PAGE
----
Ohio officers see surge in underage joy riders
By Holly Zachariah
He'd just driven his grandpa's Oldsmobile Bravada 15 miles across the Ohio Turnpike and had stopped at a booth only because he didn't have a toll ticket.
When the boy exited the vehicle, he was staring at the belly of a Lordstown police officer standing there waiting for him. Still, the boy said he knew how to get back home and offered to climb back in and turn around the Bravada. An incredulous state trooper told him no.
"I didn't know you all arrested kids," the boy told the trooper once he was inside a patrol car. He took the vehicle, he said, "just to practice how to drive."
That scene unfolded the afternoon of Nov. 4, and the State Highway Patrol says it underscores an alarming trend: young kids grabbing the keys to vehicles and joyriding down Ohio's highways.
Since 2005, the annual number of speeding tickets the patrol has issued to drivers under the age of 16 has increased 261 percent. This year, troopers have given speeding tickets to 202 juveniles not yet old enough to drive, and six fatal crashes have involved drivers 15 years old or younger.
The most recent fatal crash occurred near Lancaster on Nov. 16 when a 13-year-old stole a rental truck and sped away. One man died and several people were injured when the boy plowed into four vehicles at an intersection on old Rt. 33.
Charles Shoemaker faces one delinquency count of receiving stolen property, and more charges are expected.
"This is a big issue, and one that can largely be controlled by adults," patrol spokesman Sgt. Carlos Smith said. "There are things people can do to keep the kids from being tempted."
The patrol says stopping these drivers is a priority.
Parents should lock their cars and not leave the keys in the open. In addition, they shouldn't allow children to play around a vehicle or pretend to drive it, Smith said. "That gives them a sense that the car is a toy."
Not everyone has seen increases in such cases. Sheriffs in Madison and Union counties couldn't recall recent stops of very young drivers, but both said it happens.
"I guarantee you it goes on more than we know," Union County Sheriff Rocky Nelson said. "I'm sure there are kids out there driving and just getting lucky."
Luck, perhaps, played a role as no one got hurt when that 8-year-old left Youngstown in the SUV and headed west. In the end, he wasn't charged, but Children Services got involved.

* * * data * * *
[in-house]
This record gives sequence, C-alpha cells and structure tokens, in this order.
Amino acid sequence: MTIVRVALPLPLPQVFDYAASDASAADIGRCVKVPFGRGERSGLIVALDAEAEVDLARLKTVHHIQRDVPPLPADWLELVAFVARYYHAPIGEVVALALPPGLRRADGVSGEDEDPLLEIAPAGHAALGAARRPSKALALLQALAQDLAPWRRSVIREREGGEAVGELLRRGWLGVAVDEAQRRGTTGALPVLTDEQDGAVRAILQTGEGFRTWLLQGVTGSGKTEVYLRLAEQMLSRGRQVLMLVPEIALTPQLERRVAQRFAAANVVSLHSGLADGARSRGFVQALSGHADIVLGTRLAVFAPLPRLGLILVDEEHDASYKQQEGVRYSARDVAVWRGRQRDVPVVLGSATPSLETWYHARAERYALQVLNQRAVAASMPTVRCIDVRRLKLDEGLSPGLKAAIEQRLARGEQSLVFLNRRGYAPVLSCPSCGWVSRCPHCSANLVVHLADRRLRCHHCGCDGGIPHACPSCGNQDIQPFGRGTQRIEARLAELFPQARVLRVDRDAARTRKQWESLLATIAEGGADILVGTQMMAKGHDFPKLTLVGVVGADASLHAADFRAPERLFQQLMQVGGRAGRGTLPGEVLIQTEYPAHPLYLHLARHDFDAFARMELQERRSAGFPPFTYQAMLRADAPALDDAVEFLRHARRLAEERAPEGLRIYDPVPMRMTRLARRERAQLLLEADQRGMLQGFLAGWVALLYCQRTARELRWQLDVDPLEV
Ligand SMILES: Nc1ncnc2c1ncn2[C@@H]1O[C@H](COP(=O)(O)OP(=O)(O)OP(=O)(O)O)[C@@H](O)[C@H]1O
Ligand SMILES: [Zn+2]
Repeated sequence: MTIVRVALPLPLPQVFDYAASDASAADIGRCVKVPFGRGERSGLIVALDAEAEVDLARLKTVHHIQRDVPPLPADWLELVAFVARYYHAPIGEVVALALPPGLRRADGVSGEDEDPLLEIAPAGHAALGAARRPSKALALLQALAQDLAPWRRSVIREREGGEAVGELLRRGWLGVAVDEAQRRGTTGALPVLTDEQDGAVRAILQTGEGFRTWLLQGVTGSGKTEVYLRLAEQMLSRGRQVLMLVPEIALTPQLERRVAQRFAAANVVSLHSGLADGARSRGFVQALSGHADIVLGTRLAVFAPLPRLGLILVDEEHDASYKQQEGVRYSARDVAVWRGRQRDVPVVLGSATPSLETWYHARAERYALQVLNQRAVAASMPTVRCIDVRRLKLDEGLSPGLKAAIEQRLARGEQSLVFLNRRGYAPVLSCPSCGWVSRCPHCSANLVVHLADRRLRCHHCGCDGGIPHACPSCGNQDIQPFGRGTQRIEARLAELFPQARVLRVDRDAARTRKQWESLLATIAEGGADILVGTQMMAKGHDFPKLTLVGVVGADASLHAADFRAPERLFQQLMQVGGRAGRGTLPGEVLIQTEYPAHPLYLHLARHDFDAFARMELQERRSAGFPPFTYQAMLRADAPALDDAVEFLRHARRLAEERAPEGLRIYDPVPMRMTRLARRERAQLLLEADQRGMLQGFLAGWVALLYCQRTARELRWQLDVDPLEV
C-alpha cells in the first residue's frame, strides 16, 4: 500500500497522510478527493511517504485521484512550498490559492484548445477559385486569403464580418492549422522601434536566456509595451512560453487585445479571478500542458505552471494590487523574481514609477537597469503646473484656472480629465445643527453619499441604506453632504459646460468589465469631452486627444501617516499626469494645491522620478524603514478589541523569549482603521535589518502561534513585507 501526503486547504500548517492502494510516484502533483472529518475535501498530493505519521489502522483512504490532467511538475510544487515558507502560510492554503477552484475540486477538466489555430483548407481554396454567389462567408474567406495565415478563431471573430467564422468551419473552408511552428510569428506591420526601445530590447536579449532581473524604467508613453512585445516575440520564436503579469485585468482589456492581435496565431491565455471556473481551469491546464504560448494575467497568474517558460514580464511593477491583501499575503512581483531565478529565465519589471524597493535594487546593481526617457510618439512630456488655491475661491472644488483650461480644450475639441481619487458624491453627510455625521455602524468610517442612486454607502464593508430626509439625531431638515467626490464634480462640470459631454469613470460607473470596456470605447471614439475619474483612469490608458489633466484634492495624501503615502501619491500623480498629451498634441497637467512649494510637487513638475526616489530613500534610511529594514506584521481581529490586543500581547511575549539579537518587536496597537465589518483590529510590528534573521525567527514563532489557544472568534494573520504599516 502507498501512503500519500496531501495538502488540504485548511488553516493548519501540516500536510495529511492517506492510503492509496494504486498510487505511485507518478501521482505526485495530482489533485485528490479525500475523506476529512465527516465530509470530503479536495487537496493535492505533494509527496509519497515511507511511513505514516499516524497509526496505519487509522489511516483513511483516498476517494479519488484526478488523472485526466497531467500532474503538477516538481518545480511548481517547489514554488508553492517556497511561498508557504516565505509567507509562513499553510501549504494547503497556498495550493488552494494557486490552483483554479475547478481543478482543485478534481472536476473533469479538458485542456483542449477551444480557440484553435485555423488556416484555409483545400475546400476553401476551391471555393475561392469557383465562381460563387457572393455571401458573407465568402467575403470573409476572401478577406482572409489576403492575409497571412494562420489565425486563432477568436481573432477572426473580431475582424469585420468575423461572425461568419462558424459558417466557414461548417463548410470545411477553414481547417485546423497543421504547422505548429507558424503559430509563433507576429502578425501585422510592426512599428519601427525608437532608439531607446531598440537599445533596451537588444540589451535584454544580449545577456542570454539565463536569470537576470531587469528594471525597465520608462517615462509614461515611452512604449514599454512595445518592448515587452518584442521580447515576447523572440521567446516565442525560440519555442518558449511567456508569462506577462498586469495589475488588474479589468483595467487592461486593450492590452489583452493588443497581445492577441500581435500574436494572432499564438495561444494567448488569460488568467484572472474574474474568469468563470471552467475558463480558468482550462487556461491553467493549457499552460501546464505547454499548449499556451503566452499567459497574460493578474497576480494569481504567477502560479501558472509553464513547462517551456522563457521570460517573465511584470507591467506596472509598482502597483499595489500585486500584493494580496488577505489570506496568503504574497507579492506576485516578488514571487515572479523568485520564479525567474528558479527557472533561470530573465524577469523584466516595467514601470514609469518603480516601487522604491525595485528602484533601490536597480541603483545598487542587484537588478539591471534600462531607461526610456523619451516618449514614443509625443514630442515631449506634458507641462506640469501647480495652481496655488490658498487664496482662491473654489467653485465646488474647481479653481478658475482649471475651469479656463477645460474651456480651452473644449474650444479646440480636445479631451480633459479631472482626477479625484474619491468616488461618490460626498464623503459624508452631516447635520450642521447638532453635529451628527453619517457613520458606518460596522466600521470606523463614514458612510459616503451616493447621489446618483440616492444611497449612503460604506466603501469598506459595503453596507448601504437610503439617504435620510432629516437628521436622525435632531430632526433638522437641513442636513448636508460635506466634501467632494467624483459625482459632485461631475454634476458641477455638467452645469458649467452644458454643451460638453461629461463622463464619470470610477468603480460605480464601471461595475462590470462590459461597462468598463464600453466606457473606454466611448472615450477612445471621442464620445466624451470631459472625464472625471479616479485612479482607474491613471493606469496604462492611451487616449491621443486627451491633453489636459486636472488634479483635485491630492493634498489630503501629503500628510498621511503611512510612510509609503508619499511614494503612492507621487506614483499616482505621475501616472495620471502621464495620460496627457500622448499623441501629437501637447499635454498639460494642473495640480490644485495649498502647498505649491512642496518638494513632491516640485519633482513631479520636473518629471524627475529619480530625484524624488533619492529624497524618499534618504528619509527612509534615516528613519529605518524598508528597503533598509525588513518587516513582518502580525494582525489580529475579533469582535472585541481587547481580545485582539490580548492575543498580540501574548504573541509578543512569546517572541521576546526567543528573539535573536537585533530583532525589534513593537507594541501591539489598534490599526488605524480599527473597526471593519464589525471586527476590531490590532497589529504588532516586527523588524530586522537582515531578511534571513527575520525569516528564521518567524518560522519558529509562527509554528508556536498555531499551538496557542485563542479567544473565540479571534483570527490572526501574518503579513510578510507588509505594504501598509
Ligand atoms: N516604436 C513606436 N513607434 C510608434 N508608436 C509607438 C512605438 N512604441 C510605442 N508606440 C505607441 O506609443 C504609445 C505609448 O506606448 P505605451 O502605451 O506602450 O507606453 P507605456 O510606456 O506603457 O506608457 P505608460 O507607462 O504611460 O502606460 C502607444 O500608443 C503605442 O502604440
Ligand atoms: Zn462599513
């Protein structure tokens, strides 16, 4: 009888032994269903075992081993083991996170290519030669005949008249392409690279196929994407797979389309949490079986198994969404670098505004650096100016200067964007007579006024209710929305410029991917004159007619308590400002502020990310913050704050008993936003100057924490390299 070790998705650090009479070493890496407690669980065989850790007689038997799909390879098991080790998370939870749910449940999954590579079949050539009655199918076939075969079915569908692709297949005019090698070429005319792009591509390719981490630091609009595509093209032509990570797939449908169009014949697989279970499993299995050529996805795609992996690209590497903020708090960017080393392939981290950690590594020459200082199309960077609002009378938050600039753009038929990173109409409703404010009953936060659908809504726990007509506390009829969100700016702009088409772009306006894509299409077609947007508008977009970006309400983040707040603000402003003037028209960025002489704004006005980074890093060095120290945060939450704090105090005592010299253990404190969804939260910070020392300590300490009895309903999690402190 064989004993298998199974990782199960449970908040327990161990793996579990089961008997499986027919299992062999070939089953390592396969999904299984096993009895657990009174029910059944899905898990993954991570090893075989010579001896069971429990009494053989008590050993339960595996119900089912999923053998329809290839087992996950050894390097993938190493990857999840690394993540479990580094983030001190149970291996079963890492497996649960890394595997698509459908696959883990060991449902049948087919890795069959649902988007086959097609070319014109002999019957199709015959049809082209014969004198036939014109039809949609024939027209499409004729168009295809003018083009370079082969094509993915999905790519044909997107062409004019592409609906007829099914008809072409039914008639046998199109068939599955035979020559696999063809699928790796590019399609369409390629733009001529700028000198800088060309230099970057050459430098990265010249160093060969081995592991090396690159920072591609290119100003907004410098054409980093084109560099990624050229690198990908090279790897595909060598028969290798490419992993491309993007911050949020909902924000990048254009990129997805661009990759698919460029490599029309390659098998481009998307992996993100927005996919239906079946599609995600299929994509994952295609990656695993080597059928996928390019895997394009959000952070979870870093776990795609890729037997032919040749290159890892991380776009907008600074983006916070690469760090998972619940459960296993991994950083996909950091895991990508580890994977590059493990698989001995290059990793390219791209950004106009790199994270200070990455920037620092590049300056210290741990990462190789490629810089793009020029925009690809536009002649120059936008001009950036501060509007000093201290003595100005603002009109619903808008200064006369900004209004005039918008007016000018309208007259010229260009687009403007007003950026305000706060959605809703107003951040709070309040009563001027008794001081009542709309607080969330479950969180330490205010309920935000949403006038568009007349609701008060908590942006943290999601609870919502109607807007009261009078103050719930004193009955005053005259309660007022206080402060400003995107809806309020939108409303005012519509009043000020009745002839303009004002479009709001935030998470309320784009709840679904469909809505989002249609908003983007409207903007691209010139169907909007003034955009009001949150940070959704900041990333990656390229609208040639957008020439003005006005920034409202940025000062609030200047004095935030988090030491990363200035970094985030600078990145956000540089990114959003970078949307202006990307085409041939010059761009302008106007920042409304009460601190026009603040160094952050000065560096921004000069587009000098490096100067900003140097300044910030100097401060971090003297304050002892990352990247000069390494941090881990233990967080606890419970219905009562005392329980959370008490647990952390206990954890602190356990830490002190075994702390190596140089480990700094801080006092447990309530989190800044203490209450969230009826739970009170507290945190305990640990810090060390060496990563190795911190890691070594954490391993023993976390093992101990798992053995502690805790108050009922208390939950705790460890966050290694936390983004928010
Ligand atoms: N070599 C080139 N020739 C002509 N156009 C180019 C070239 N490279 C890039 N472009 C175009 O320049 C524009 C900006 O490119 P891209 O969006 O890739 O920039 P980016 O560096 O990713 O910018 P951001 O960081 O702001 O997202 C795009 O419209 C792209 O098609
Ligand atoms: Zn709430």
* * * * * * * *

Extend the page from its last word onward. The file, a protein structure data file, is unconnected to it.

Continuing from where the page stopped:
And in September, troopers pursued a 12-year-old driving his parents' van nearly 100 mph for more than 17 miles through three counties along I-71 in northeastern Ohio.
The video from a trooper's in-car camera shows the van weaving across three lanes, cutting off traffic and driving on the shoulder in a construction zone. The driver finally hit a set of stop sticks, spun out of control and crashed into a concrete barrier and a guardrail.
He wasn't injured.
The boy, from East Cleveland, told troopers he had been embarrassed by a fight at school the day before and wanted to get into trouble to avoid returning to class. He was charged with fleeing from police and spent time in a juvenile detention center.
Often, kids don't realize the danger of their actions, said Patrol Sgt. Craig Cvetan of the Lancaster post. He still tells the story of a traffic stop he made years ago at 2 a.m. involving a car going the wrong direction on a one-way street.
He found a 15-year-old behind the wheel.
"I was shocked," Cvetan said. Then he peered into the back of the Dodge Colt and found the driver's siblings, ages 7 and 9. He'd been babysitting, he told Cvetan, and grew bored. So he had a few drinks from his parents' liquor cabinet and took off.
"It's not like these kids have jobs or anyplace to be or anywhere to go," Cvetan said. "They just want to see if they can drive. It's a very scary thing."
Copyright 2007 The Columbus Dispatch
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